Rural Americans Deserve a Strong Consumer Bureau to 

Protect them from Unfair Financial Practices

Too many Americans living in rural areas have paid the price for an outdated regulatory system that has left our financial system vulnerable to collapse and our families without adequate protections.  In the summer of 2010, Congress passed and President Obama signed the Wall Street Reform and Consumer Protection Act to rein in excessive risk on Wall Street and preserve economic opportunity on Main Street.  This comprehensive financial reform, which put in place the strongest consumer financial protections in history, included the creation of a new, dedicated Consumer Financial Protection Bureau (CFPB).

The CFPB has one mission: to make the market for consumer financial products and services work for American consumers, responsible providers, and the economy as a whole.  The Bureau seeks to promote transparency and consumer choice while preventing unfair, deceptive, abusive, and discriminatory practices.  It uses a wide range of tools—from rule writing and enforcement to financial education and empowerment—to achieve these goals and protect consumers from the harmful practices that contributed to the financial crisis.

Rural Families and the Financial Crisis

  • In 2005 and 2006, during the height of the subprime lending boom, at least nine percent of mortgages made to rural borrowers (those living outside a Metropolitan Statistical Area ) were subprime loans.  Even in 2007, as subprime lending declined, 6.5 percent of loans made to rural borrowers were subprime loans.  [McDash Online Core Database data (September 2009); Treasury analysis.]
  • Borrowers who have subprime loans, including rural families, have come under severe stress during the recent financial crisis and are at high risk of foreclosure.  Forty eight percent of outstanding subprime loans made in 2005 and 57.2 percent of such loans made in 2006 are in foreclosure or have not received payment for 60 days or more.  [McDash Online Core Database data (February 2010); Treasury analysis.]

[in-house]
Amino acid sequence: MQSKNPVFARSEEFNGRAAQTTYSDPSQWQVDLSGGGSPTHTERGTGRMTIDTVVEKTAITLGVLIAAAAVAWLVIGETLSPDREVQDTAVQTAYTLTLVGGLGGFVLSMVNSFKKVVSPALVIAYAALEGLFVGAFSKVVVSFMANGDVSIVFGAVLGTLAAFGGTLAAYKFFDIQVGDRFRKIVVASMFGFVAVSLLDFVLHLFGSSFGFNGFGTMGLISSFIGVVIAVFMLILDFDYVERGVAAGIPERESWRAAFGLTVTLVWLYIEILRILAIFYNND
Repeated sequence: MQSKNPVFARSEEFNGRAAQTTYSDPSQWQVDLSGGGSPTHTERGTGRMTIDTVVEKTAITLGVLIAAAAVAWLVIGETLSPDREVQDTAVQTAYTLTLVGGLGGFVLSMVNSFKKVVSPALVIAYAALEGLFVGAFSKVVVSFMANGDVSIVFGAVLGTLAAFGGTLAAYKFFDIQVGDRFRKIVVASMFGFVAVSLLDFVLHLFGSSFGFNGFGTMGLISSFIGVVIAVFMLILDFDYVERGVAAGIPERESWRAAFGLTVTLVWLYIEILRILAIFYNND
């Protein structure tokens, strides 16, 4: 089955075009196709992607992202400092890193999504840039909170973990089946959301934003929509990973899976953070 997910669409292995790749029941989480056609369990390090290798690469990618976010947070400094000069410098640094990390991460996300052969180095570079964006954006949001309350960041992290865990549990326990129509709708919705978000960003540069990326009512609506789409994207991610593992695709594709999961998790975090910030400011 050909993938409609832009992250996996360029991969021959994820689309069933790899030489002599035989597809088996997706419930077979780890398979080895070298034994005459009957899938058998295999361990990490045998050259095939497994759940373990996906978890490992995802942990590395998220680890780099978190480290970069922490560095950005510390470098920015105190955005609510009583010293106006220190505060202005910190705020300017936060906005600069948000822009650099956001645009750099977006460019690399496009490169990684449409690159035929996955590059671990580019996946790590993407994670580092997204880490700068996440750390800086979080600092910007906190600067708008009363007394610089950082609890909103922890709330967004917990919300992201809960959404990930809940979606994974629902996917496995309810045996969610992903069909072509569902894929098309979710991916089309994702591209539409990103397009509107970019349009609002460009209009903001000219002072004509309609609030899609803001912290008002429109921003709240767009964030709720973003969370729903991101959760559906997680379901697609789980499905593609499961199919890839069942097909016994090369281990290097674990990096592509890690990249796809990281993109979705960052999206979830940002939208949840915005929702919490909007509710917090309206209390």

• The rural homeownership rate declined from 74 percent in 2004 to 71 percent in 2007.  [Federal Reserve, “Changes in U.S. Family Finances from 2004 to 2007: Evidence from the Survey of Consumer Finances,” (February 2009) (“SCF”)]

Rural Families Deserve Clear Rules and Strong Enforcement

Household Debt

  • The debt ratio (the ratio of total debt to total assets) for rural households increased from 13 percent in 2001 to 17 percent in 2007.  [SCF]

Credit Cards

  • Forty-five percent of rural households carry a credit card balance, with a median balance of approximately $2,000.  [SCF]

Mortgages

  • Forty-four percent of rural households have mortgages and other debt secured by residential property, such as home equity lines of credit.  The median amount owed is approximately $61,000.  [SCF]

Bank Accounts

  • 11 percent of rural households do not have bank accounts.  Families without bank accounts are often forced to turn to costly alternative financial services which, until now, were not subject to federal supervision.  In a survey conducted by the Federal Reserve, a significant fraction of households without bank accounts said that they did not have a checking account because they did not like dealing with banks (25 percent) or because the service charges were too high (12 percent).  [SCF]

How the Consumer Financial Protection Bureau Benefits Rural Americans

  • For rural Americans who want to buy a home:  The CFPB is taking steps to consolidate and simplify with plain language two overlapping and sometimes inconsistent federal mortgage forms.  The CFPB will, for the first time, provide ongoing federal oversight of both nonbank companies and banks in the mortgage market and protect borrowers from unfair, deceptive or other illegal mortgage lending practices.
  • For rural Americans using alternative financial services:  The CFPB will establish robust federal supervision and oversight over payday lenders and larger participants in other financial service markets, such as check cashers. The CFPB will combat abusive practices that harm consumers, helping young people avoid hidden fees and keep more money in their wallets.
  • For rural Americans with credit cards:  The CFPB will prevent evasion of the Credit CARD Act of 2009, which bans arbitrary rate hikes on existing balances and other unfair practices.  For rural Americans who have used credit cards to get by when times are tight, the law will give them clarity on the interest rates they are charged.
  • For rural Americans caught by unexpected overdraft fees:  The CFPB will prevent evasion of rules that give consumers a real choice as to whether to join expensive debit overdraft programs so that they are not unknowingly charged unnecessary fees. 
  • For rural Americans who take out loans to cover the costs of higher education:  The CFPB will be able to supervise private student lenders, fight unfair lending practices, and require lenders to follow fair rules of the road so that students have(1) the information they need to make smart choices.
  • Empowering rural Americans to make smart financial choices by promoting financial literacy and financial capability:  The CFPB promotes consumer financial literacy and capability with a dedicated office focused on ensuring that the CFPB’s expertise and research are used to help raise awareness, educate and empower consumers to avoid unfair practices, and make the best financial choices for themselves.

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(1) All statistics presented on rural Americans are for those individuals who do not reside in a Metropolitan Statistical Area (MSA).  For the Office of Management and Budget’s definition of MSAs, see www.whitehouse.gov/omb/bulletins/fy2008/b08-01.pdf.